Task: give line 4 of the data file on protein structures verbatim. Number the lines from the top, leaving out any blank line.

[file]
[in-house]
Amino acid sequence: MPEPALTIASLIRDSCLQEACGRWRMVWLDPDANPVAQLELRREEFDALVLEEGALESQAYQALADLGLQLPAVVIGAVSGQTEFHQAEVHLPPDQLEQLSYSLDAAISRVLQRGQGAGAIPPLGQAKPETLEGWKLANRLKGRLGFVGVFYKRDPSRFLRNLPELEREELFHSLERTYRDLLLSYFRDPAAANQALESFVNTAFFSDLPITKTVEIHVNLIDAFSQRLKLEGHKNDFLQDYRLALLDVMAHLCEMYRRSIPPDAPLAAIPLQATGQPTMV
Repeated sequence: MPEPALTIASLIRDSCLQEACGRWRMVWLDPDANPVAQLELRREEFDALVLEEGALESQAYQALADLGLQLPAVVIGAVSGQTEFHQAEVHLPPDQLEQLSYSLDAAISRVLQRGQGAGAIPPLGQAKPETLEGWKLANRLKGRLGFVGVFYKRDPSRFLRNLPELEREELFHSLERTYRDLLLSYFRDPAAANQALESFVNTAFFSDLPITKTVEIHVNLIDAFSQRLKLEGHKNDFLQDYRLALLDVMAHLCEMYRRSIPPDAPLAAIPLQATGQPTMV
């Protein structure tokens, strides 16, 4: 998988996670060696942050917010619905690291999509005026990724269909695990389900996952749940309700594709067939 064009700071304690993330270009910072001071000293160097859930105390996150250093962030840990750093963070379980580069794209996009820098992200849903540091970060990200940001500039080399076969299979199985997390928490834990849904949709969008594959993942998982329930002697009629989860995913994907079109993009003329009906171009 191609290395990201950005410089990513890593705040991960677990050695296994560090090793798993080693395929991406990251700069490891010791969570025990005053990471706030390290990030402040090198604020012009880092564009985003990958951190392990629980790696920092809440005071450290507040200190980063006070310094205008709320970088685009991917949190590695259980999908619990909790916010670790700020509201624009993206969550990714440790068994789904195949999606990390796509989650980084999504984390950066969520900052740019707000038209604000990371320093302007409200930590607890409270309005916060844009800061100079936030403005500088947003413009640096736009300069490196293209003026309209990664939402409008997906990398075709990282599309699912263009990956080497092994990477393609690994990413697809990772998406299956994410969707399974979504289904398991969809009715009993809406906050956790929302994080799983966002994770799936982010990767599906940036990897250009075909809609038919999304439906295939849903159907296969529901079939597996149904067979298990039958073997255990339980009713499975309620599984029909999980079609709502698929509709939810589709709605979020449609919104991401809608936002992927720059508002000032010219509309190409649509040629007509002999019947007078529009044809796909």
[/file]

């Protein structure tokens, strides 16, 4: 998988996670060696942050917010619905690291999509005026990724269909695990389900996952749940309700594709067939 064009700071304690993330270009910072001071000293160097859930105390996150250093962030840990750093963070379980580069794209996009820098992200849903540091970060990200940001500039080399076969299979199985997390928490834990849904949709969008594959993942998982329930002697009629989860995913994907079109993009003329009906171009 191609290395990201950005410089990513890593705040991960677990050695296994560090090793798993080693395929991406990251700069490891010791969570025990005053990471706030390290990030402040090198604020012009880092564009985003990958951190392990629980790696920092809440005071450290507040200190980063006070310094205008709320970088685009991917949190590695259980999908619990909790916010670790700020509201624009993206969550990714440790068994789904195949999606990390796509989650980084999504984390950066969520900052740019707000038209604000990371320093302007409200930590607890409270309005916060844009800061100079936030403005500088947003413009640096736009300069490196293209003026309209990664939402409008997906990398075709990282599309699912263009990956080497092994990477393609690994990413697809990772998406299956994410969707399974979504289904398991969809009715009993809406906050956790929302994080799983966002994770799936982010990767599906940036990897250009075909809609038919999304439906295939849903159907296969529901079939597996149904067979298990039958073997255990339980009713499975309620599984029909999980079609709502698929509709939810589709709605979020449609919104991401809608936002992927720059508002000032010219509309190409649509040629007509002999019947007078529009044809796909």